What might help get more folk on board is some new mechanics. And, fortunately, that's exactly what the second expansion, Wildlands: The Adventuring Party (rating 3/5) provides. It's nice and simple, as you'd expect: a healing icon. Not a massive impact, but it has a surprising payoff. It provides a bit of that extra variety and theme some critics want while also addressing another complaint.

Skirmish games tend to two players for a reason: it's very easy for additional players to become kingmakers. This doesn't bother me. I find the associated trash talk great fun, and a skill in its own right. It especially doesn't bother me in Wildlands because the way movement and maps work makes it hard to implement. But critics point out there's still one problem: if you wound an enemy, and someone else finished them off, they get the point even though you did the work.

Healing helps ameliorate that issue. Not completely, of course. But it's better than nothing. Plus the Adventuring Party has more to recommend them. The warbands in the base game each have a distinct play style, but the Adventurers have a distinct play style for each figure. That makes them both more frustrating and more flexible, and fun to play. Plus the included variant which has the Party as an AI controlled opponent for the human players is pretty fun. It's a bit clunky, but it ups the amount of combat, excitement and theme.

That said, having road-tested two new warbands, I have to admit that I can understand folk who think the game lacks enough moving parts to keep it interesting. There is only so much you can do with matching sets of icons on cards, even when it comes to adding new ones. Rather, it feels like the four sets included in the base game showcase most of the diversity the game is capable of. So while new figures are welcome, they're not where the main source of my interest. What makes the game come alive is not the card play, but the combination of symbol matching with board position.

No surprise then that the final new expansion, a double-sided board called Wildlands: The Warlock's Tower & The Crystal Canyons, is the best of the lot (rating 4/5). The canyon, as the name suggests, has a convoluted ravine running through it so it makes heavy use of the high ground rules. The valley has the potential to become a killing ground so, of course, that's where players put all the crystals. The tower, as the name suggests, has a tower in it and the map is studded with portals which count as adjacent. One is in the center space, which also has line of sight to the entire board, making it a prize worth fighting over. Both maps are way more interesting and dynamic than the base game ones and, as a bonus, the art explodes with lurid colour and imagination.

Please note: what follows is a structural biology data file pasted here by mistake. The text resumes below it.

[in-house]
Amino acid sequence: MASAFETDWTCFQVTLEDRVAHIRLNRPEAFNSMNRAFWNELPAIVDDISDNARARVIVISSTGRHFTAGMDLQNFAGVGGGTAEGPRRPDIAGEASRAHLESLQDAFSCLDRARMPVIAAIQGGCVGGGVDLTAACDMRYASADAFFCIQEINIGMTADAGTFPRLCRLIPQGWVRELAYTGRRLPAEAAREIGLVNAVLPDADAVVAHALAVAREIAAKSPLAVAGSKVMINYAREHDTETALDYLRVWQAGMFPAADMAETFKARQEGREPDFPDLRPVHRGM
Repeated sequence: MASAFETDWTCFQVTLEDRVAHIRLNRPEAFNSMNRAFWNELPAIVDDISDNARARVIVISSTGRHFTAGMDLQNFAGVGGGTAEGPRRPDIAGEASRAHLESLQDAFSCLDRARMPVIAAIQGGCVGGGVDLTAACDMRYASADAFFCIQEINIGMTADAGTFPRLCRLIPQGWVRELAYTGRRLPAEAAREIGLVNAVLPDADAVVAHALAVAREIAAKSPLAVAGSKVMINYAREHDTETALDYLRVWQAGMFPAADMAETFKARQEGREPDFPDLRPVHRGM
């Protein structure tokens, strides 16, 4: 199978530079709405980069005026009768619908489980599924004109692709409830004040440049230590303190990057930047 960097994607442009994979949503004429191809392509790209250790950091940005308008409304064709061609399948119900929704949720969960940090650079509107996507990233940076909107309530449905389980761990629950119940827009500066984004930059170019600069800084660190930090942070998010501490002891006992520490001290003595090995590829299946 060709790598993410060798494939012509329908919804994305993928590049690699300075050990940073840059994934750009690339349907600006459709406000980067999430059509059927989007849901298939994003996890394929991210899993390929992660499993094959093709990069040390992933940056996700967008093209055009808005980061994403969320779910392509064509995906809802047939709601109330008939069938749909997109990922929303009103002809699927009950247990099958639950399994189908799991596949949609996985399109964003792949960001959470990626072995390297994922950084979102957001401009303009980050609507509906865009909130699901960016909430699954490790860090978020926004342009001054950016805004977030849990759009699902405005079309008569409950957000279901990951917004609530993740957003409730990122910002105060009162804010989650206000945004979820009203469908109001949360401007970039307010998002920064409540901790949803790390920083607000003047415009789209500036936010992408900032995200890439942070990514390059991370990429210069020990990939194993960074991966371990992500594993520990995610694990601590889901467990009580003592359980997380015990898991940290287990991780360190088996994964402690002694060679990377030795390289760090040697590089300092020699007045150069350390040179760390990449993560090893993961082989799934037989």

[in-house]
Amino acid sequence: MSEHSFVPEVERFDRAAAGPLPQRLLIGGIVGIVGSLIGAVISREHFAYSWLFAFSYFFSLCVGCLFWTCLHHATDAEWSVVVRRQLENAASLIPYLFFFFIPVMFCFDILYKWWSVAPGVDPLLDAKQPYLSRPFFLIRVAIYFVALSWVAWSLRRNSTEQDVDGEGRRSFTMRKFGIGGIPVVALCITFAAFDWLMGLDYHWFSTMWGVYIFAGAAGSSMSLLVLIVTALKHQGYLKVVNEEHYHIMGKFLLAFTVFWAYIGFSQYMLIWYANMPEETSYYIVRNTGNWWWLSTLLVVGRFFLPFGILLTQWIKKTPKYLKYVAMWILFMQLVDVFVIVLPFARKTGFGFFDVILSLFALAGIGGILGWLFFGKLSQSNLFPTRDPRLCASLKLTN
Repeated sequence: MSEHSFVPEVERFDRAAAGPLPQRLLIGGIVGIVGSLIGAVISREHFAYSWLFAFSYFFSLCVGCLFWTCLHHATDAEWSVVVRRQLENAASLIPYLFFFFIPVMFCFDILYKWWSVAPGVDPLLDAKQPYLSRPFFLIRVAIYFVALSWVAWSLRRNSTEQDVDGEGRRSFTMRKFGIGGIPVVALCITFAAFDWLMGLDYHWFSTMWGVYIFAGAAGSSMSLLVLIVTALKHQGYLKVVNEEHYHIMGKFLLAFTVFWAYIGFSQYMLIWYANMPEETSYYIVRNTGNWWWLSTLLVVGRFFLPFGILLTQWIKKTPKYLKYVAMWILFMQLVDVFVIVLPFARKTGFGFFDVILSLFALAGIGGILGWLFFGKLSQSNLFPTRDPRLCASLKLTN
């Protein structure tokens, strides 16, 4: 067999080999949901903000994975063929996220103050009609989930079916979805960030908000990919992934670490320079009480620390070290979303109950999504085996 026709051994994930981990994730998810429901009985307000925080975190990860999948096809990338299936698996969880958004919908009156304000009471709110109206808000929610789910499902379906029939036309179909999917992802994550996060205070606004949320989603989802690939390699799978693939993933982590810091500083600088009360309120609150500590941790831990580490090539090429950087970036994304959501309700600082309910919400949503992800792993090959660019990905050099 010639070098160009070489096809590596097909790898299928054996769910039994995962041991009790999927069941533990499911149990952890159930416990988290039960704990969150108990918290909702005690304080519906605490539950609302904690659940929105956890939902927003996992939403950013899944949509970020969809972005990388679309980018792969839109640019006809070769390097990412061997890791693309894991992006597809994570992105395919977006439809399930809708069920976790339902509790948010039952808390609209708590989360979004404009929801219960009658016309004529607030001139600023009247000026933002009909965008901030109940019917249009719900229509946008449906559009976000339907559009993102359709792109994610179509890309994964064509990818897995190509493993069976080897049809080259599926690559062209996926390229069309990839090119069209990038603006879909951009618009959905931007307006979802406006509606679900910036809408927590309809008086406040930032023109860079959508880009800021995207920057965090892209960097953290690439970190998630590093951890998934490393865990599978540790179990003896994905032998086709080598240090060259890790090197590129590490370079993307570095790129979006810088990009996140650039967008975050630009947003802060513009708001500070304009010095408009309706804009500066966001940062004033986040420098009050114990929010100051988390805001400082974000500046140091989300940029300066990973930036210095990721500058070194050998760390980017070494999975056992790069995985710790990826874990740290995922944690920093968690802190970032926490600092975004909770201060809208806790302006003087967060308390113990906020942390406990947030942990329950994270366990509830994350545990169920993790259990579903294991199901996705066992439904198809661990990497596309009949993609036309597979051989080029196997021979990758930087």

So I'm happy that the next upcoming expansion, Fall of the Dark House, is yet another board pack. We'll see how it plays when it arrives. In the meantime, if you're off to the UK Games Expo, you can pre-order anything else you fancy from the publisher's website. I'm not sure if the expansion material helps much in explaining the mixed reception Wildlands has had. Not least because, for me, the base game is good enough by itself, straight out of the box. And given the way too many games are sold as modular expansion systems nowadays that, on its own, ought to be enough for a recommendation for anyone.


Matt Thrower
Head Writer

Matt has been writing about tabletop games professional since 2012, blogging since 2006 and playing them since he could talk.